A Family's Journey

Rathert family

In 2011, Carmen Rathert of Clinton, Missouri, was 17 weeks pregnant and already wearing maternity clothes designed for mothers in their third trimester. This didn’t happen during her first pregnancy with her son, Nolan, who was 18 months at the time.

"My size made it hard for me to care for Nolan. I couldn’t bend over to give him a bath or even hold him on my lap at church," Carmen says. "People told me that’s just the way it is with a second child."

Carmen and her husband, Tyson, went to their family doctor convinced they were pregnant with twins. An ultrasound confirmed that they were, and the couple left their physician’s office that morning with an image of their twin boys – Lane and Luke – at 18 weeks.

By that afternoon, though, the Ratherts received a call from their family doctor expressing some concerns and recommending they have another ultrasound one month later. But the couple didn’t want to risk waiting that long. Their family doctor referred them to a perinatologist, per their request, where they received a prenatal diagnosis of twin-to-twin transfusion syndrome, or TTTS.

The boy were diagnosed at stage 4, with stage 5 meaning one or both babies were deceased. Both were showing signs of heart failure.

"The news was absolutely devastating," Carmen says. "I don’t think I have ever cried so hard, or been more scared in my life."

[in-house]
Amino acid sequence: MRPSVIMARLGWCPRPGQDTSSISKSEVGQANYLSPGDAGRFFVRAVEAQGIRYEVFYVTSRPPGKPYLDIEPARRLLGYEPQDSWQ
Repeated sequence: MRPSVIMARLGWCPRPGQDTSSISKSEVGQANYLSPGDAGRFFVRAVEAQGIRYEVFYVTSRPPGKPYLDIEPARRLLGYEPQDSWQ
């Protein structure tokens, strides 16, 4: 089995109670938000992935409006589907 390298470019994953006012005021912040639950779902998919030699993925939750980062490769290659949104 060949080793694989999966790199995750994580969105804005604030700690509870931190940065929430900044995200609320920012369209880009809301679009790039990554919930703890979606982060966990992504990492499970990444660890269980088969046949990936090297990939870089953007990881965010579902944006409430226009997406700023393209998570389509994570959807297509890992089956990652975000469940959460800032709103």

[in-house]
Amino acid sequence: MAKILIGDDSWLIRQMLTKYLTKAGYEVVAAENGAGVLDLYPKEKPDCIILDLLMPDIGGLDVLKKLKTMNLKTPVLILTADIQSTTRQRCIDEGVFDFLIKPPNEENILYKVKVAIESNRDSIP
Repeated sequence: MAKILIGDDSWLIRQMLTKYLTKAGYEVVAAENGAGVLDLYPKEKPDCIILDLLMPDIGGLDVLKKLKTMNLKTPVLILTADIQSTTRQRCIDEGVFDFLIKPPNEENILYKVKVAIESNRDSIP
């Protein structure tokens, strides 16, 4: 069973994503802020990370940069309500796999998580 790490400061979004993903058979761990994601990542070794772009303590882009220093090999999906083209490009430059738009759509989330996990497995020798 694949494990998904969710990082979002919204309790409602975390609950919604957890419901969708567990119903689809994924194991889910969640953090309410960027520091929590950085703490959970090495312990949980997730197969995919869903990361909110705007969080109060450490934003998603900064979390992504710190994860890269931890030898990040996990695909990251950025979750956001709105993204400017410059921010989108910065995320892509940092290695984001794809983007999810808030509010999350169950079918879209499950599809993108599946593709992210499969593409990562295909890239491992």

"This shouldn't be happening to us"

TTTS is a serious disorder that occurs in about 20% of monochorionic identical twin pregnancies. The condition is caused when blood vessels from both babies run over the surface of the placenta and connect their circulations. If blood flow is unequal, one twin receives excess blood and nutrients and is healthy, while the other doesn't get enough and is anemic and small. This can result in a number of complications and often leads to the loss of one or both babies.

The Ratherts learned their son Luke was acting as the donor twin, sending blood to his brother, Lane. While Lane had ¾ of the placenta, his brother, Luke, had just ¼.

"I kept thinking, this shouldn’t be happening to us," Carmen says. "We’re everyday, average people."

TTTS is completely outside a mom's control. There is nothing she can do to prevent it. – Carl Weiner, MD

Fetal medicine specialist

Options for critical prenatal diagnosis